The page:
by Wendy Murray
Shortly after my (spontaneous) conversion at the age of 16, I went on a youth convention to Dallas, Texas called Explo 72, where, for the first time, I heard Billy Graham speak. But more than that, it is where I learned that the enthusiasms of my newly-animated spiritual awakening would, in due course, be overtaken by the struggles of real life. Speaking to a crowd of 80,000 youth, like me, Graham lifted his Bible and proclaimed to the crowd, “It is not easy being a New Testament Christian.” Trials will come and that, he said, is when the true walk of faith begins. At the young age of 16, newly converted and “high on Jesus,” at that youth convention I learned a lesson I have never forgotten.
Those words changed everything I thought I knew about following Jesus as a young Jesus Freak. I was converted in the era of the Jesus Movement of the 1970s, so I thought being a Christian would be “radical” — like being a hippie, but for Christ, you know, high on Jesus. We freaks would give the “one-way” hand gesture (index finger pointed skyward) instead of the ubiquitous peace sign.
No. I learned from Billy Graham that following Jesus would not, in the end, be about being a Jesus Freak. It was going to be hard, so let’s settle on that right up front.
Over these many decades, despite in time moving into the professional realm of writing and journalism; and despite, though this vocation, having had the opportunity to interview and write about many members of the Graham family (Franklin Graham here; Anne Graham Lotz here; Ruth Graham here); this simple statement from a young-ish Billy to an impressionable Jesus follower forever righted the ship of my faith journey. When I have encountered trials that tested the “radical” faith I blithely espoused in my youth, these few words, spoken at the early point of my Christian life, kept me from losing heart and giving up the faith. Billy Graham said it would be hard, I still hear myself say.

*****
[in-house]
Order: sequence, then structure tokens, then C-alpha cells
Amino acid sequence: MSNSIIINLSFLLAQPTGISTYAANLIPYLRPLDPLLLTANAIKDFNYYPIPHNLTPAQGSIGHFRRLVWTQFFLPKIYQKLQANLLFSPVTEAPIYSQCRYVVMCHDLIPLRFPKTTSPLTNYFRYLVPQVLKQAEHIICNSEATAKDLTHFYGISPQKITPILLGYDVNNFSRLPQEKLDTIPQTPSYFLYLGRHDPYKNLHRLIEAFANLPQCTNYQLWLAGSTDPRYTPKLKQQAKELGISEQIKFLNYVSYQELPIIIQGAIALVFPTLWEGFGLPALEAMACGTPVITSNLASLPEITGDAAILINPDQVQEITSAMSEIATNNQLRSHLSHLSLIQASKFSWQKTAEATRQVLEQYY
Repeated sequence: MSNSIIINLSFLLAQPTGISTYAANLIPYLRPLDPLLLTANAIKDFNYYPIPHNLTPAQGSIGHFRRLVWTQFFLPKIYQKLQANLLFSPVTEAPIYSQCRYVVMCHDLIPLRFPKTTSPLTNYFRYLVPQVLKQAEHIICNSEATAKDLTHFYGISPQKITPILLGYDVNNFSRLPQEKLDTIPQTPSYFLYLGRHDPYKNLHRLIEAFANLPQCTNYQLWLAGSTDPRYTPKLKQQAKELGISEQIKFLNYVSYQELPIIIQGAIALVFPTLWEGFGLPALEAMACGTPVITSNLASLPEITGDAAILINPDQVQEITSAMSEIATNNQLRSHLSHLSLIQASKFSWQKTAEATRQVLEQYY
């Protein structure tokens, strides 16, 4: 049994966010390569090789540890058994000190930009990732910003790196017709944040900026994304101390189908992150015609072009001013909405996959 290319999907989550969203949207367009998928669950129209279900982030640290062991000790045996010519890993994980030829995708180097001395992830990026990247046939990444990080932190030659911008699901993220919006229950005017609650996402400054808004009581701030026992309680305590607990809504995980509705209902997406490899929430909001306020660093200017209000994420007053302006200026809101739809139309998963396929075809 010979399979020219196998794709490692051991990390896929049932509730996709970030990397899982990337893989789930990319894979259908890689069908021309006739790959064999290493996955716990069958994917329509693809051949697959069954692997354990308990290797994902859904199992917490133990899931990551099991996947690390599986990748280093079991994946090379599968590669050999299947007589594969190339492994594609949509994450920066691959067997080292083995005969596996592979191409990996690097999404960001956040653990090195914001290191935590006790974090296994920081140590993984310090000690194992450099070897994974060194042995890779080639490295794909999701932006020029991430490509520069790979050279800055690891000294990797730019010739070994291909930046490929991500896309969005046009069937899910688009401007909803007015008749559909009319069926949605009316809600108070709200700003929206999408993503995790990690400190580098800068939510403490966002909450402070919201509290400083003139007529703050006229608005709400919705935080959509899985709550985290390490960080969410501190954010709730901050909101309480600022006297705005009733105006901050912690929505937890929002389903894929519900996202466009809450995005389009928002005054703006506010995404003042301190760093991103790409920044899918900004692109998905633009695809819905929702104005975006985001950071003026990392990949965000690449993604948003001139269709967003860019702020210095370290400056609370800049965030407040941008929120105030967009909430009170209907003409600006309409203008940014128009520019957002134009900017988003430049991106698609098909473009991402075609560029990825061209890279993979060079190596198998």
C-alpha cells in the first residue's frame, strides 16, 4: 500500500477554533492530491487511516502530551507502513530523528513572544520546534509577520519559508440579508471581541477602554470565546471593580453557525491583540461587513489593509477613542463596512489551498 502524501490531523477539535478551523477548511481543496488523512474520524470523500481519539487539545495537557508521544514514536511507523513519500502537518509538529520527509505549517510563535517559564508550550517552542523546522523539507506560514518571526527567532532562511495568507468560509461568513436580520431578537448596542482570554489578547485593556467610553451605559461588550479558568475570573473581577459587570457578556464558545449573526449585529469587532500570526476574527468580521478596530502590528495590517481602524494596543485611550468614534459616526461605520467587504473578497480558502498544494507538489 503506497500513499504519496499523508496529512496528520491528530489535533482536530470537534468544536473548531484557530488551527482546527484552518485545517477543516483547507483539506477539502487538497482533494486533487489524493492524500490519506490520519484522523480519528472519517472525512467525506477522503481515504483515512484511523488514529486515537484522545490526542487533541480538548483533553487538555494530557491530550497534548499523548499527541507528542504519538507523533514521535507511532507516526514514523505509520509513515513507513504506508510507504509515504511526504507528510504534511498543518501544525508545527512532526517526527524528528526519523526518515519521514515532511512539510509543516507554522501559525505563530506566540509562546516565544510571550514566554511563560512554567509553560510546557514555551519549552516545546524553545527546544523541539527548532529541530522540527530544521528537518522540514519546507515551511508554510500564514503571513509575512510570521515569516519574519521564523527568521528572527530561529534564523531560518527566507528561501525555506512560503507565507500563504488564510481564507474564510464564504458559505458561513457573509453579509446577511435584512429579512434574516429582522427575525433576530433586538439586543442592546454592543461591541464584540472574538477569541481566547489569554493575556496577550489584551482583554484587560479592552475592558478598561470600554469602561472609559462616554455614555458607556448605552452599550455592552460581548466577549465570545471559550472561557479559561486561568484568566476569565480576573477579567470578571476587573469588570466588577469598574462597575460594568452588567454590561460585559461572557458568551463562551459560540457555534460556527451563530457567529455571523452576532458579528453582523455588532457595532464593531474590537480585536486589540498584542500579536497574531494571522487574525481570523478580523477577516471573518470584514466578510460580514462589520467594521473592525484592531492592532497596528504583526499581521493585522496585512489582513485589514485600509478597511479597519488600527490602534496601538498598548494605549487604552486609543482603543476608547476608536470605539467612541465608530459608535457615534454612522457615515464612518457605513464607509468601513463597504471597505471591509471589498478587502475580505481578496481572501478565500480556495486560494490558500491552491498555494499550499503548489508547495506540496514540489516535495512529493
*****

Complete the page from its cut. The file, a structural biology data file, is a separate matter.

Because it was Billy Graham who said it, for all my days, I have believed it.
Several years ago, during those days of doing stories on the Grahams, I was interviewed by Kim Lawton of Religion & Ethics NewsWeekly about the legacy of Billy Graham and include that interview below.